* Gov’t to extend Automotive Innovation Fund for five years
* Companies must invest own funds to tap gov’t support
* Auto workers union welcomes support but says more needed
* Canada PM says won’t be influenced by U.S. sale of GM stake
By Cameron French
OAKVILLE, Ontario, Jan 4 (Reuters) - Canadian Prime Minister Stephen Harper unveiled C$250 million ($253.69 million) in government support for the country’s auto industry on Friday as Ottawa tries to lure investment to the shrunken sector and create jobs.
Harper announced a five-year extension and new funds for the Automotive Innovation Fund, which was set up in 2008 with an initial C$250 million of government money for research and development projects in Canada’s auto industry.
“Our goal in creating this fund was to promote and secure more high quality manufacturing jobs for Canadian workers in this industry through innovation,” Harper said, speaking at an event at the Ford Motor Co. assembly plant in Oakville, Ontario.
In order for companies to be considered for the funds, they need to make auto sector investments of more than C$75 million. The government said its support to date has leveraged up to C$1.6 billion in industry investment.
Companies who have made use of the fund include Ford Motor Co of Canada, Linamar Corp., Toyota Motor Manufacturing of Canada and Magna International .
The government subsidy comes as the industry is still reeling from General Motors Co’s announcement last month that it will produce the next generation of its Chevrolet Camaro in Lansing, Michigan, instead of at GM’s Canadian production hub in Oshawa, Ontario, where it currently produces the sports car.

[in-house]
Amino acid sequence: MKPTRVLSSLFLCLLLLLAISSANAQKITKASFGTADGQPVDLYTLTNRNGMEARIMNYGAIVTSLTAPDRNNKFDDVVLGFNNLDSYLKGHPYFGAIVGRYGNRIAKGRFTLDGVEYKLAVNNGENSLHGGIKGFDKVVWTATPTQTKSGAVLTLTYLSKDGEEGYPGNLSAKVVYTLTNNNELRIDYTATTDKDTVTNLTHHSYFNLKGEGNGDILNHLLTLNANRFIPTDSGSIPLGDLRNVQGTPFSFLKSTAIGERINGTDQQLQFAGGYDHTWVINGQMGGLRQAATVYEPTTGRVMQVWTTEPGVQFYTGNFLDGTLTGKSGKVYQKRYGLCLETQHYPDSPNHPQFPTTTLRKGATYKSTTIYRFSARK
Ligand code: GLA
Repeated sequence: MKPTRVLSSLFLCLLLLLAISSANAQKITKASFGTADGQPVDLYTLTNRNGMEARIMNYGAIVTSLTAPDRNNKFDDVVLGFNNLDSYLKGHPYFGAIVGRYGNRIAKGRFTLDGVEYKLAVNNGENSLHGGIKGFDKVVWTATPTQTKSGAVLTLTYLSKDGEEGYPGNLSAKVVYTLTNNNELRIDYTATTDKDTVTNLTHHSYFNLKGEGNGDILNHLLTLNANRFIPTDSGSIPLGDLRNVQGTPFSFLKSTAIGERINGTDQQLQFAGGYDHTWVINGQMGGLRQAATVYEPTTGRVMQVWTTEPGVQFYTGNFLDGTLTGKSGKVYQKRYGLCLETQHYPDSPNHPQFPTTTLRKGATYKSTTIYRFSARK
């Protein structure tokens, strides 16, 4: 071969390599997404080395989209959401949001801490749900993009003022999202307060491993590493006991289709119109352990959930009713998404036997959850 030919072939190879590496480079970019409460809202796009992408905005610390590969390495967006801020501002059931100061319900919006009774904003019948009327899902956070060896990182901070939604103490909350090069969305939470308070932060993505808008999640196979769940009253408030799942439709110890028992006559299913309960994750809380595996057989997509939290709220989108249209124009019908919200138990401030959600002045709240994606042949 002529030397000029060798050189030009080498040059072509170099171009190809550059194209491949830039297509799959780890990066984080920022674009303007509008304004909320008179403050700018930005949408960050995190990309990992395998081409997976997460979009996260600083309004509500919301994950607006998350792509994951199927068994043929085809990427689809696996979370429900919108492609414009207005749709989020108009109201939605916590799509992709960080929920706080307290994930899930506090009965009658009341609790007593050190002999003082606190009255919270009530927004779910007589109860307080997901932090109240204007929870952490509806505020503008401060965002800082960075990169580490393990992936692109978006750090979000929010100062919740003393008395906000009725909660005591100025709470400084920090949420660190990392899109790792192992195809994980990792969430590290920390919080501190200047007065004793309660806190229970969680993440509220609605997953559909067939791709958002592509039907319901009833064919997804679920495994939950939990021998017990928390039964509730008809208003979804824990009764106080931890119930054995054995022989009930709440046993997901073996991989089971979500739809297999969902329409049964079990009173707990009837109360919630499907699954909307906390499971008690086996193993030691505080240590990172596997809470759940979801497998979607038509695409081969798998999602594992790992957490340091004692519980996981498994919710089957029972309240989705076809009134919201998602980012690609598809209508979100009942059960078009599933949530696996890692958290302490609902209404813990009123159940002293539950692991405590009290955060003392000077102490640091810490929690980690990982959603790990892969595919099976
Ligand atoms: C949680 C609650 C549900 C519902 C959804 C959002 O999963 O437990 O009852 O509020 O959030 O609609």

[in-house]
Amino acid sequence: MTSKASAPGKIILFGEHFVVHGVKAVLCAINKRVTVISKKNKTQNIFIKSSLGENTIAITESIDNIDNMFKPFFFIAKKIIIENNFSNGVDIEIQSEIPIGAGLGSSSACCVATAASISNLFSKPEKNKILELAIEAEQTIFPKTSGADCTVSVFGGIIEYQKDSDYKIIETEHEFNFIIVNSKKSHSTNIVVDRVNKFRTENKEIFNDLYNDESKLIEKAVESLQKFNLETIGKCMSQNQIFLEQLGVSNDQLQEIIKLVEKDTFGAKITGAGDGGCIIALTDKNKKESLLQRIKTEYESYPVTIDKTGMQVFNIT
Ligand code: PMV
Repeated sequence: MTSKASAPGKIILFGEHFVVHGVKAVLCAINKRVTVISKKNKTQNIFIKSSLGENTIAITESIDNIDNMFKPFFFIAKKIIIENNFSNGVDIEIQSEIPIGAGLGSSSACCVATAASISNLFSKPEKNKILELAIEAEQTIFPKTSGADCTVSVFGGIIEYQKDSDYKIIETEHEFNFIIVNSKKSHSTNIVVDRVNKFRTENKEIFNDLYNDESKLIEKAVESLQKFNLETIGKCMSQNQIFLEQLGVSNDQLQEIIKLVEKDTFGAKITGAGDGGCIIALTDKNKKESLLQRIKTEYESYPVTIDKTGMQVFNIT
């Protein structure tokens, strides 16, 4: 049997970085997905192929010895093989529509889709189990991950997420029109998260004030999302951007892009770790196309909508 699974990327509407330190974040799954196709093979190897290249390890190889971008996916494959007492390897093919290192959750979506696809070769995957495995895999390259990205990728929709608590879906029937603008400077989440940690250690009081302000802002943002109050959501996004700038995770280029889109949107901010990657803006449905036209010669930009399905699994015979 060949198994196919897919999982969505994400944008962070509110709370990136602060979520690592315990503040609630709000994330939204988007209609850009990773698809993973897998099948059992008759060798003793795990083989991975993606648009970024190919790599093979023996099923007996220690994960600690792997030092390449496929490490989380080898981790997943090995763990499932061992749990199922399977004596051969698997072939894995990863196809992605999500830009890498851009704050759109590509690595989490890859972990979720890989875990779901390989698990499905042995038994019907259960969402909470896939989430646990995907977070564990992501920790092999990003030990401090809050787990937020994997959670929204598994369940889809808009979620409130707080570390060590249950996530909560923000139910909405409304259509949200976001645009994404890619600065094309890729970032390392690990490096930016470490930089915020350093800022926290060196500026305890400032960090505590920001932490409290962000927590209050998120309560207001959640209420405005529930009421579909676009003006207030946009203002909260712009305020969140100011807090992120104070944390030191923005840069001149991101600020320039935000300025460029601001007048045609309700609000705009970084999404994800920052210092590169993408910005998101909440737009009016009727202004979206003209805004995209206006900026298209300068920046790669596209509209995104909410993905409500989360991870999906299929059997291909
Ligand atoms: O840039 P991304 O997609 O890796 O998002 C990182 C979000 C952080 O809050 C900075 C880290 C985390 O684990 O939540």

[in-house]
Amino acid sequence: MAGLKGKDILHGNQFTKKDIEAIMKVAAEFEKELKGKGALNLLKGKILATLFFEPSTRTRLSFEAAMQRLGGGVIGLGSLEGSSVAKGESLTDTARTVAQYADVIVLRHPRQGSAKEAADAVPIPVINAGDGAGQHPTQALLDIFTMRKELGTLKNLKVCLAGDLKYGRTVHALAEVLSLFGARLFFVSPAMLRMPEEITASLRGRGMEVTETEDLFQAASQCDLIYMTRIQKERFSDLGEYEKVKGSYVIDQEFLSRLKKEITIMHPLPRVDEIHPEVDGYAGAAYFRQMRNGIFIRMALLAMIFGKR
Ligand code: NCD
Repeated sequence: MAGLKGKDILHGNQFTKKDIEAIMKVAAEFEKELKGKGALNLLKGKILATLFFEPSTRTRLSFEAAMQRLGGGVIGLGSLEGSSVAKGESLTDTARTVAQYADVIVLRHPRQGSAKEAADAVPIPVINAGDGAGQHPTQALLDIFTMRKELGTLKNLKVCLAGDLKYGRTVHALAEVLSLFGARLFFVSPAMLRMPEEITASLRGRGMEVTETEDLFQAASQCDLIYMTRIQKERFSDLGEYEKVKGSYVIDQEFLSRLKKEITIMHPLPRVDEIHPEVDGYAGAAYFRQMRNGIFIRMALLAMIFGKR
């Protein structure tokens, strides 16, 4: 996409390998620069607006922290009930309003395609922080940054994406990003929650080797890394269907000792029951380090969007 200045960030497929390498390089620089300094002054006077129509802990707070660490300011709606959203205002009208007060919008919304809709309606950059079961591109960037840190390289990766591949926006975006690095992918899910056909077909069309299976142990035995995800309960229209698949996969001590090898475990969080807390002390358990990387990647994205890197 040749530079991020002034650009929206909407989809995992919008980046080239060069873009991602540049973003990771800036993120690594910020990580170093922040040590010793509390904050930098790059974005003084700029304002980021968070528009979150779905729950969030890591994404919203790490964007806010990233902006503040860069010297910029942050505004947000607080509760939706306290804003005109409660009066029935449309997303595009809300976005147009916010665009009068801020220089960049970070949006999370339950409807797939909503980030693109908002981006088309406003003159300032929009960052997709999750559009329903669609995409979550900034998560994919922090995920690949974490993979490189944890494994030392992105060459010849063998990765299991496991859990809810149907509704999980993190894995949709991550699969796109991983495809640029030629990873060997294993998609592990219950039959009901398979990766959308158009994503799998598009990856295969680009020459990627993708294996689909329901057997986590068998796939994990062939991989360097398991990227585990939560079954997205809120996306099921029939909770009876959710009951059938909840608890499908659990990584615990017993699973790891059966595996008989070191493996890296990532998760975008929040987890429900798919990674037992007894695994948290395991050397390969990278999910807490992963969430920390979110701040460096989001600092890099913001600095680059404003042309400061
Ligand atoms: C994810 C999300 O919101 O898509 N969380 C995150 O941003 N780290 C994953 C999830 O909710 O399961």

Canadian Auto Workers union president Ken Lewenza welcomed the government support for the auto industry, but said Canada needed to do more to match the level of incentives offered by other countries and certain U.S. states.
“I‘m very grateful for the fact that they established the fund, but I still think we have to take a look at a longer term approach to how do we sustain it long term, because what we know is investment comes and goes,” Lewenza told reporters at the event.
According to the CAW, Canada was the fourth largest auto producing jurisdiction in the world in 1999. A decade later, hit by a range of factors including a soaring Canadian dollar, which hiked manufacturing costs, Canada has fallen out of the top 10 and the number of industry jobs has shrunk by a third.
Separately, Harper said the Canadian government does not intend to keep its stake in General Motors Corp over the long term, but it will not be influenced by the United States on when to sell.
The governments of Canada and Ontario, the heartland of the country’s auto sector, became shareholders of GM in 2009 when they contributed a combined C$10.8 billion to a bailout to keep GM afloat. The U.S. government provided about $50 billion.
Canada and Ontario’s combined stake in GM is equal to about 9 percent.
“We are not bound by what the United States decides,” Harper said. “We’ll sell in a way that attempts to maximize the value for the Canadian taxpayer.”
The U.S. Treasury said on Dec. 19 that it plans to sell its entire stake in GM over 15 months, all but assuring a multibillion dollar loss.
Analysts have said Canada is under no fiscal pressure to sell its GM stake soon and may hold onto it until after the country’s next general election, scheduled for 2015.
In return for their investment in GM, the Canadian governments required that the automaker maintain its share of production in Canada for several years moving forward.
Canadian Industry Minister Christian Paradis said last month that he was “concerned” about GM’s decision to move its Camaro production and that Ottawa would hold the Detroit automaker to the commitments it made when Canada and Ontario invested in it.